By Thomas K. Lindsay
In his 2011 State of the State Address, then-Texas-Governor Rick Perry issued a bully-pulpit challenge to the Lone Star State’s public universities. He asked them to create bachelor’s degree programs that cost no more than $10,000 in tuition, fees, and books. He also asked that ten percent of Texas public university degrees awarded reach this price point. How would it be accomplished? Perry advised schools to reduce costs through offering some classes online as well as through awarding course credits based on competencies acquired outside the classroom, such as during military service and/or previous employment.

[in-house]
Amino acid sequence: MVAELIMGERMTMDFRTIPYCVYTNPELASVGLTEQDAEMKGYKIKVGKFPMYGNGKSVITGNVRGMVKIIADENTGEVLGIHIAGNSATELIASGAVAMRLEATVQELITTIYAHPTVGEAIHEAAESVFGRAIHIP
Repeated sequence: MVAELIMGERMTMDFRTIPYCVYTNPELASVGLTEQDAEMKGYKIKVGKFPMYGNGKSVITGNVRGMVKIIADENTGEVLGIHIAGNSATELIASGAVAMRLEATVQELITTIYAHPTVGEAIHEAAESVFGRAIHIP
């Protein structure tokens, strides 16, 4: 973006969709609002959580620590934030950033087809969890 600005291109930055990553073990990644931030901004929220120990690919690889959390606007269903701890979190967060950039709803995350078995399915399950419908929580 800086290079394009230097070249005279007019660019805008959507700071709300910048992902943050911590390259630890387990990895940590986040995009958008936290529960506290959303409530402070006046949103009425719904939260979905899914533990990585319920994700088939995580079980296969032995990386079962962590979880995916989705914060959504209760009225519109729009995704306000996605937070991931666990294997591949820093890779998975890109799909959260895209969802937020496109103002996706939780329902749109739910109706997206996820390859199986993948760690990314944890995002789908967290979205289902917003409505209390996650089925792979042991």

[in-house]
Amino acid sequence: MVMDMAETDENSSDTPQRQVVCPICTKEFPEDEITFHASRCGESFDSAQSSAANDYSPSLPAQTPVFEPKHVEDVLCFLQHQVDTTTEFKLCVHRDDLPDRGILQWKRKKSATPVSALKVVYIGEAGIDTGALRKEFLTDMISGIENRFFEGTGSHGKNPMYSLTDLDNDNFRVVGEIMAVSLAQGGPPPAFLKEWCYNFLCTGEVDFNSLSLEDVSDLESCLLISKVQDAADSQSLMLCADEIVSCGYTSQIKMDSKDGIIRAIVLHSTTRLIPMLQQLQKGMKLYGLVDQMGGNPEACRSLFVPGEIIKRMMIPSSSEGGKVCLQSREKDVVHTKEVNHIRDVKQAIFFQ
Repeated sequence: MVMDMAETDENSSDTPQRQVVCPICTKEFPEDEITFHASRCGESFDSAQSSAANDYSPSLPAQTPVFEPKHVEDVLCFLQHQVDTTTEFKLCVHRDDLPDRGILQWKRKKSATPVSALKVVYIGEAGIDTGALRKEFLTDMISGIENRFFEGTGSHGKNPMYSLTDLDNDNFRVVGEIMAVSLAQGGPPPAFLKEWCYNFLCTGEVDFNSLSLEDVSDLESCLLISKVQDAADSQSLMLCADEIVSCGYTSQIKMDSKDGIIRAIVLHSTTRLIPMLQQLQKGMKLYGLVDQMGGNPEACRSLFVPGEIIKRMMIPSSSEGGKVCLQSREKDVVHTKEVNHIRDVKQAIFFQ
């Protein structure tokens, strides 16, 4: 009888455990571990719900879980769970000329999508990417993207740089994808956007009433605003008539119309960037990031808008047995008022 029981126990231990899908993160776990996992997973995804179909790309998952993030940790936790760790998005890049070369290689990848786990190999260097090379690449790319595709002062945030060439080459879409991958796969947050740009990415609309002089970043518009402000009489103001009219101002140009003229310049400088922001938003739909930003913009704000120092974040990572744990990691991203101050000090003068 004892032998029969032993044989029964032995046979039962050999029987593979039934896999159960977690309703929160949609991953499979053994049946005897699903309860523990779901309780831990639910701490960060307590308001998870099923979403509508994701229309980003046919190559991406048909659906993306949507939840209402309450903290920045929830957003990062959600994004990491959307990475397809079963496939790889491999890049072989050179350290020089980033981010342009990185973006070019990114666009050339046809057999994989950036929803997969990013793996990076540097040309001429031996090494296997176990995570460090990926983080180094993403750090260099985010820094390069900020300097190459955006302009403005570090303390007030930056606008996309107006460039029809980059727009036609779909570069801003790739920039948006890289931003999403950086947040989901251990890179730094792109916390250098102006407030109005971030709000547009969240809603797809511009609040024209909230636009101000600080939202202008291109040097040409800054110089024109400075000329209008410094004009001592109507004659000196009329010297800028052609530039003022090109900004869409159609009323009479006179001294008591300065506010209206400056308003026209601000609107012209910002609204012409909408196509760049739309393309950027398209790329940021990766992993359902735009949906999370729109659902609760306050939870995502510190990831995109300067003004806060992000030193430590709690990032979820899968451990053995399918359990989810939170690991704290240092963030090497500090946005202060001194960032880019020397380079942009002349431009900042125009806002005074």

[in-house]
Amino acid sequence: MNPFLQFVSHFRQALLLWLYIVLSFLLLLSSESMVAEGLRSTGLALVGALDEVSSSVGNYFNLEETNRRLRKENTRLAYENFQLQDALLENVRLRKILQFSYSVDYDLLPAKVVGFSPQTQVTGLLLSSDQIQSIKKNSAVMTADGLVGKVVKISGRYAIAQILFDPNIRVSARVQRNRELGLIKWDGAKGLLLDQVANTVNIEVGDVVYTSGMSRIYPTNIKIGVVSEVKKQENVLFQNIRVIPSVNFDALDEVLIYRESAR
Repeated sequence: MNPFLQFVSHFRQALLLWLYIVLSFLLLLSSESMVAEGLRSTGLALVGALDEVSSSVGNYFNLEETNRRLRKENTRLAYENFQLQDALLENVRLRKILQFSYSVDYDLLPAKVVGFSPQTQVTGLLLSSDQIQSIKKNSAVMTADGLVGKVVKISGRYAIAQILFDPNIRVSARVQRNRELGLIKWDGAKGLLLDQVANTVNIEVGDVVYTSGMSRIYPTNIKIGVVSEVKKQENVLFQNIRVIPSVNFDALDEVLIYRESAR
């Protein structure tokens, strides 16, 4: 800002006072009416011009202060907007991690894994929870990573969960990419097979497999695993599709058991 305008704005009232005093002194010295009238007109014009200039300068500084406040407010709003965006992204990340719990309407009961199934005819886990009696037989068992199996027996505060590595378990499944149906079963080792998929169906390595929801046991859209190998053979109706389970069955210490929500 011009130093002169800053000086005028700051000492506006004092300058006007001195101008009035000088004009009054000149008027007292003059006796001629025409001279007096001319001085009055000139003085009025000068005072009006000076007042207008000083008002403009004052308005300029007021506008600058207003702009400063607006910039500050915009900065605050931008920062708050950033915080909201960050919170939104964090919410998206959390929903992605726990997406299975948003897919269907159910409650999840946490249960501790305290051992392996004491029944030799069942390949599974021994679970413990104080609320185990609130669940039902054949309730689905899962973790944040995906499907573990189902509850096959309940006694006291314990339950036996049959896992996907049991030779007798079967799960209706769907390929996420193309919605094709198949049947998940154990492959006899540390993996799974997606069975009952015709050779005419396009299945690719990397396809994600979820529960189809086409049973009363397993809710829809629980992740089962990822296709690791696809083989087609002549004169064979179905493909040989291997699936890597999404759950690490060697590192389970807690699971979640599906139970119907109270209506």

Note well that the governor did not ask that the price for the new degrees total no more than $10,000 for only one academic year, but rather, for the full four years of a bachelor’s degree program.
Perry’s challenge was met with a mixture of disbelief and derision. The chairman of the Travis County Democrats called Perry’s idea “preposterous,” adding that “nobody in higher education believes that is even possible.” The president of the Texas Conference of the American Association of University Professors, wondered, “Do you really want a stripped-down, bare-bones degree?”
That was then. But this is now. CONTINUE READING HERE